Last week, Agriculture Secretary Mike Johanns released an updated implementation plan that outlines timelines and benchmarks for the establishment of the National Animal Identification System (NAIS). The agency also revealed its plan for the initial integration of private and state animal tracking databases with NAIS.

"Developing an effective animal identification system has been a high priority for USDA and we've made significant strides toward achieving a comprehensive U.S. system," said Johanns. "We recognize that this represents one of the largest systematic changes ever faced by the livestock industry and we have welcomed suggestions from stakeholders to ensure that we continue to gain momentum."

The implementation plan still calls for full implementation of NAIS by 2009. It also establishes the benchmarks that must be met in order for NAIS to be operational by 2007, and to achieve full producer participation by 2009.

In addition, USDA expects to have the Animal Trace Processing System, commonly known as the metadata system, in place by early 2007.  This system will allow state and federal animal health officials to query NAIS and private databases during a disease investigation. The animal tracking databases will record and store animal movement tracking information for livestock that state and federal animal health officials will query for animals of interest in a disease investigation.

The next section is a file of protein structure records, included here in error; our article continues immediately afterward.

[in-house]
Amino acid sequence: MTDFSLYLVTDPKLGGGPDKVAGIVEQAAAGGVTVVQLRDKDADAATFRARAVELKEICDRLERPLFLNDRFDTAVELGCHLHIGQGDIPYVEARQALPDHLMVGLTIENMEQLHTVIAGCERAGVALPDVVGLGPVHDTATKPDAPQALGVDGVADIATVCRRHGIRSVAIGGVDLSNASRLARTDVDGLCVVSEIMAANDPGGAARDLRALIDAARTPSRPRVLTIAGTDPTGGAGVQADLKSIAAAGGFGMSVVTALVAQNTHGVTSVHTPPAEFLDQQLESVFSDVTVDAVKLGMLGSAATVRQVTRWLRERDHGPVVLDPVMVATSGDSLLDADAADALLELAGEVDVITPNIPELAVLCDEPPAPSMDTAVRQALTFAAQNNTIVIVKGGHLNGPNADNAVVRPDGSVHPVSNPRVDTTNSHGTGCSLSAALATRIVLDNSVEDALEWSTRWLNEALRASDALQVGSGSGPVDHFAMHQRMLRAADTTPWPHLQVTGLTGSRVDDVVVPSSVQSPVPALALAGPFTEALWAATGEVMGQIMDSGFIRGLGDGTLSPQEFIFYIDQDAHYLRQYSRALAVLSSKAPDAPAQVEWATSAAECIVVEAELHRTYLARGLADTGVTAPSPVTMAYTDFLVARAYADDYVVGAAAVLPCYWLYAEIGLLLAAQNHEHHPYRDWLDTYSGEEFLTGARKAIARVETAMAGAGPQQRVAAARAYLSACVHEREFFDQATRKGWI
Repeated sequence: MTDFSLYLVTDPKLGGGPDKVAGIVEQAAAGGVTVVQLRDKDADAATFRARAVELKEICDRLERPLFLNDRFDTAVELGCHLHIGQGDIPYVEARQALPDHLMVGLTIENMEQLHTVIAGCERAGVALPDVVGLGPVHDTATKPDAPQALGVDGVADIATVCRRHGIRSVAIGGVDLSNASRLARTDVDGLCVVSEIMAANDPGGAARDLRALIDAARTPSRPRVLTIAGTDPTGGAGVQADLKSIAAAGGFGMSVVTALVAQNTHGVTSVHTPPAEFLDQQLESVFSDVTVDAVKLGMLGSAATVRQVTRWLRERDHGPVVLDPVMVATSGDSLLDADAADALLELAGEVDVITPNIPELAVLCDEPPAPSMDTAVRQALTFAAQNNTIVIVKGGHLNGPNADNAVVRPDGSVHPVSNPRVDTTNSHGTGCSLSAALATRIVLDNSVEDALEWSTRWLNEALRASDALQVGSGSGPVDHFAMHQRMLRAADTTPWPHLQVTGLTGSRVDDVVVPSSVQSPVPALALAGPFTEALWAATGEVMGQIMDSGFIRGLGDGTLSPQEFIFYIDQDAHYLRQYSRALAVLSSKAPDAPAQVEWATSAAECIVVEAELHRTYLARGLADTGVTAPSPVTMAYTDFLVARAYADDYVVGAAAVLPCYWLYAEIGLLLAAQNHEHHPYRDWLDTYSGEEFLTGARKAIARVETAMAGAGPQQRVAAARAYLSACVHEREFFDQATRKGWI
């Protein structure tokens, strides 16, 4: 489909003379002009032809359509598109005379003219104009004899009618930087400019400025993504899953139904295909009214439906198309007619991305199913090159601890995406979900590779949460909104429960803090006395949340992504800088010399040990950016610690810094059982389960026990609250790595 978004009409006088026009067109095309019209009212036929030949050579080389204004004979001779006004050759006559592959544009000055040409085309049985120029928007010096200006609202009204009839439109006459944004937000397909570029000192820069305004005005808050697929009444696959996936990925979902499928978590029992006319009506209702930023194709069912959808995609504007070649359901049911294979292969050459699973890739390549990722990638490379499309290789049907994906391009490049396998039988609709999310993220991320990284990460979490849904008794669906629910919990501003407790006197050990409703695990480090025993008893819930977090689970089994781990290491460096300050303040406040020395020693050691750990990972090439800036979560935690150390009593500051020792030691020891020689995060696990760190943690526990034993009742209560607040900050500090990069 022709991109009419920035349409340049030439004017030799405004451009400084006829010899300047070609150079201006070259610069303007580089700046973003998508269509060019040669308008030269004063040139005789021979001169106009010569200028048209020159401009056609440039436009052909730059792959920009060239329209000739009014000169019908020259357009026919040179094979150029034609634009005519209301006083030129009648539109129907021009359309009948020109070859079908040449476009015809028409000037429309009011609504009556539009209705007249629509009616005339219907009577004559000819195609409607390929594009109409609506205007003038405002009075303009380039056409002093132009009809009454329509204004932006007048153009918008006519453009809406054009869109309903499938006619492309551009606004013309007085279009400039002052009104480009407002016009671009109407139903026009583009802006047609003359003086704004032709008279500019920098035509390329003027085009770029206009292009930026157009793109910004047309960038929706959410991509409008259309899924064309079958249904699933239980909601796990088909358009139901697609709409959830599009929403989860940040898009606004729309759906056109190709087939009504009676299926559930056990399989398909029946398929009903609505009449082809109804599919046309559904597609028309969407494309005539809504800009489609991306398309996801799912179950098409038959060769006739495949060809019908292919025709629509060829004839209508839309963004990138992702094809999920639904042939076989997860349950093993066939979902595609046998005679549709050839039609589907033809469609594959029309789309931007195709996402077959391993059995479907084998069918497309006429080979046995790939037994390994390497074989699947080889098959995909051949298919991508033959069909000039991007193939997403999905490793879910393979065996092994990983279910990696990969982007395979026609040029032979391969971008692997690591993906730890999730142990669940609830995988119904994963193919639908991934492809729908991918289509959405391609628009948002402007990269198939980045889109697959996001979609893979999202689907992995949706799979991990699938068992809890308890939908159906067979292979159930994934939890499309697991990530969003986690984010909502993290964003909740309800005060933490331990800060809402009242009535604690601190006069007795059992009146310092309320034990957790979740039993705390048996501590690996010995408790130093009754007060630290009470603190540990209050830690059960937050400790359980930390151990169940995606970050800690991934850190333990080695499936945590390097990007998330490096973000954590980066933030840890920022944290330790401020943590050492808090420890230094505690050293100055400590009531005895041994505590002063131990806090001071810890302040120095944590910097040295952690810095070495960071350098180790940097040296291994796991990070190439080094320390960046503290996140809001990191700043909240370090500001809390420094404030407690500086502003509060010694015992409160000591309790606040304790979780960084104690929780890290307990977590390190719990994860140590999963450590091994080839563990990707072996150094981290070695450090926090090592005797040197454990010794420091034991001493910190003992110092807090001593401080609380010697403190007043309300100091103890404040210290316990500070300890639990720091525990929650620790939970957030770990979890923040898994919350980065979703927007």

USDA also released the general technical standards for animal tracking databases that will enable integration of private systems with the NAIS. Private database owners are invited to submit applications for system evaluation to USDA and offer feedback as the final technical requirements are established. USDA will then enter into cooperative agreements with owners of databases that meet the standards. The application for system evaluation and a draft cooperative agreement are available on the NAIS web site at www.usda.gov/nais.

Training sessions will be offered to organizations interested in distributing animal identification number (AIN) tags as either a tag manager or tag reseller. Two USDA-sponsored web conferences about the administration of AIN tags and a demonstration of the AIN Management System are scheduled for Thursday, April 13 at 1 p.m., and Wednesday, April 26 at 1 p.m., Eastern Daylight Time.

USDA's Animal and Plant Health Inspection Service (APHIS) is also finalizing $3 million in funds that will be awarded to a number of States and Tribes to conduct field trials to analyze information pertaining to animal identification.

For more information, as well as the updated timetable and benchmarks, go to: www.usda.gov/nais.

USDA